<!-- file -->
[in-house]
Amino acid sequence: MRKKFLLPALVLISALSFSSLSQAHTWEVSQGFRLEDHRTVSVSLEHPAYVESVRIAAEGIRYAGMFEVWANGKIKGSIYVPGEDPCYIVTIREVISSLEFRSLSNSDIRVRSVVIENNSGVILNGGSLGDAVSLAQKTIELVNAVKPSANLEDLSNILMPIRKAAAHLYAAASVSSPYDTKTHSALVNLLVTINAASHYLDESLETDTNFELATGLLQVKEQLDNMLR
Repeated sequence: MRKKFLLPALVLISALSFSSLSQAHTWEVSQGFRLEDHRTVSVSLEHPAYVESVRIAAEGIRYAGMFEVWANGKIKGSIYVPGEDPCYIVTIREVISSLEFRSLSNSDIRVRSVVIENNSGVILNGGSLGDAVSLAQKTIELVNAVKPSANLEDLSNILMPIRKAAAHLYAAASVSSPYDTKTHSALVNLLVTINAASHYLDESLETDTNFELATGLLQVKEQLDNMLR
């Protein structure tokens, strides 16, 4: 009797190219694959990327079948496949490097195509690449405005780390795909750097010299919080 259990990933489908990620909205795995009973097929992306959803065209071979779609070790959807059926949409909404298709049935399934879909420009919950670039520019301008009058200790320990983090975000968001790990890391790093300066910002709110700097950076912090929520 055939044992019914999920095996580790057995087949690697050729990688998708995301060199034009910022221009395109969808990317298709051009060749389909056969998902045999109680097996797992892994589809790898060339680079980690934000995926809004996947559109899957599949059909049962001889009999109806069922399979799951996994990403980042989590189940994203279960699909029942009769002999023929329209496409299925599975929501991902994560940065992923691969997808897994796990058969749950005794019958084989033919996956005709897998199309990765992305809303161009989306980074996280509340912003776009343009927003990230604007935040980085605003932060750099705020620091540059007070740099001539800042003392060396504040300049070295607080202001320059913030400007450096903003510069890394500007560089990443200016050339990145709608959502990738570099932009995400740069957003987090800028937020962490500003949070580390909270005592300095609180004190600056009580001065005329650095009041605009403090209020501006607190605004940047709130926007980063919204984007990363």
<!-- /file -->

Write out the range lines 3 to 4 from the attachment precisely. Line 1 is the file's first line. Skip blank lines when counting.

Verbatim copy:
Repeated sequence: MRKKFLLPALVLISALSFSSLSQAHTWEVSQGFRLEDHRTVSVSLEHPAYVESVRIAAEGIRYAGMFEVWANGKIKGSIYVPGEDPCYIVTIREVISSLEFRSLSNSDIRVRSVVIENNSGVILNGGSLGDAVSLAQKTIELVNAVKPSANLEDLSNILMPIRKAAAHLYAAASVSSPYDTKTHSALVNLLVTINAASHYLDESLETDTNFELATGLLQVKEQLDNMLR
């Protein structure tokens, strides 16, 4: 009797190219694959990327079948496949490097195509690449405005780390795909750097010299919080 259990990933489908990620909205795995009973097929992306959803065209071979779609070790959807059926949409909404298709049935399934879909420009919950670039520019301008009058200790320990983090975000968001790990890391790093300066910002709110700097950076912090929520 055939044992019914999920095996580790057995087949690697050729990688998708995301060199034009910022221009395109969808990317298709051009060749389909056969998902045999109680097996797992892994589809790898060339680079980690934000995926809004996947559109899957599949059909049962001889009999109806069922399979799951996994990403980042989590189940994203279960699909029942009769002999023929329209496409299925599975929501991902994560940065992923691969997808897994796990058969749950005794019958084989033919996956005709897998199309990765992305809303161009989306980074996280509340912003776009343009927003990230604007935040980085605003932060750099705020620091540059007070740099001539800042003392060396504040300049070295607080202001320059913030400007450096903003510069890394500007560089990443200016050339990145709608959502990738570099932009995400740069957003987090800028937020962490500003949070580390909270005592300095609180004190600056009580001065005329650095009041605009403090209020501006607190605004940047709130926007980063919204984007990363």